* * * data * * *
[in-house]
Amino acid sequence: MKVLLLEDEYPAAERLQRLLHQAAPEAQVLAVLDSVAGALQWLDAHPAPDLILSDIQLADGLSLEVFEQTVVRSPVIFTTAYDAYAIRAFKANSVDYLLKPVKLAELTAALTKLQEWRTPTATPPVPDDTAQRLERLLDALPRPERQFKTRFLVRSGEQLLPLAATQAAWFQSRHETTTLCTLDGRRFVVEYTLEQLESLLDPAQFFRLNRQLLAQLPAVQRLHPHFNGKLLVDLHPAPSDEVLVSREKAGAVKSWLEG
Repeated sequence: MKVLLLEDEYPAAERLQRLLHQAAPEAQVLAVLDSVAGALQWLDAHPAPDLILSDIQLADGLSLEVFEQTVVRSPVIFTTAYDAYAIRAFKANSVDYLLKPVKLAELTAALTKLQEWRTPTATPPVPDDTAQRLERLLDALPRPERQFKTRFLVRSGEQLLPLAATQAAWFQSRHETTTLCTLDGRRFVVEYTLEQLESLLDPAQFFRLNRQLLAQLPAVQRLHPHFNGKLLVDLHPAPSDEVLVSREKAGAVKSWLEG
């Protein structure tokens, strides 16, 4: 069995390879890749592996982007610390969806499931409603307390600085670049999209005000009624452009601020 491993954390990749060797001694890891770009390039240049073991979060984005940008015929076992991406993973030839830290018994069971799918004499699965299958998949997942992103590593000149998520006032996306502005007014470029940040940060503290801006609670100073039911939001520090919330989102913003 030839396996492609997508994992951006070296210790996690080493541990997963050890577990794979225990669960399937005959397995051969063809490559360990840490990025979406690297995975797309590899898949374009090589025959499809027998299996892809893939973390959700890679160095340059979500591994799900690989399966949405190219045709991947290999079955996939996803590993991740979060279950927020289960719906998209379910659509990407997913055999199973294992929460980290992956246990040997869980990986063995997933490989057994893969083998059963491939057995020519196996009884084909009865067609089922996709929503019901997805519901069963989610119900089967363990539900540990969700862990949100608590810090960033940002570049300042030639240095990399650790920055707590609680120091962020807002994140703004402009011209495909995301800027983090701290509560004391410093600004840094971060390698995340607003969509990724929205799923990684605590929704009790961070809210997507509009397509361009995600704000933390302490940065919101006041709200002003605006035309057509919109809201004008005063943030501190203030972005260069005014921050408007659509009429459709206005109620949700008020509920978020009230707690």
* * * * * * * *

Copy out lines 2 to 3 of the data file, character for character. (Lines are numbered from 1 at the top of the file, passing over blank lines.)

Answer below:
Amino acid sequence: MKVLLLEDEYPAAERLQRLLHQAAPEAQVLAVLDSVAGALQWLDAHPAPDLILSDIQLADGLSLEVFEQTVVRSPVIFTTAYDAYAIRAFKANSVDYLLKPVKLAELTAALTKLQEWRTPTATPPVPDDTAQRLERLLDALPRPERQFKTRFLVRSGEQLLPLAATQAAWFQSRHETTTLCTLDGRRFVVEYTLEQLESLLDPAQFFRLNRQLLAQLPAVQRLHPHFNGKLLVDLHPAPSDEVLVSREKAGAVKSWLEG
Repeated sequence: MKVLLLEDEYPAAERLQRLLHQAAPEAQVLAVLDSVAGALQWLDAHPAPDLILSDIQLADGLSLEVFEQTVVRSPVIFTTAYDAYAIRAFKANSVDYLLKPVKLAELTAALTKLQEWRTPTATPPVPDDTAQRLERLLDALPRPERQFKTRFLVRSGEQLLPLAATQAAWFQSRHETTTLCTLDGRRFVVEYTLEQLESLLDPAQFFRLNRQLLAQLPAVQRLHPHFNGKLLVDLHPAPSDEVLVSREKAGAVKSWLEG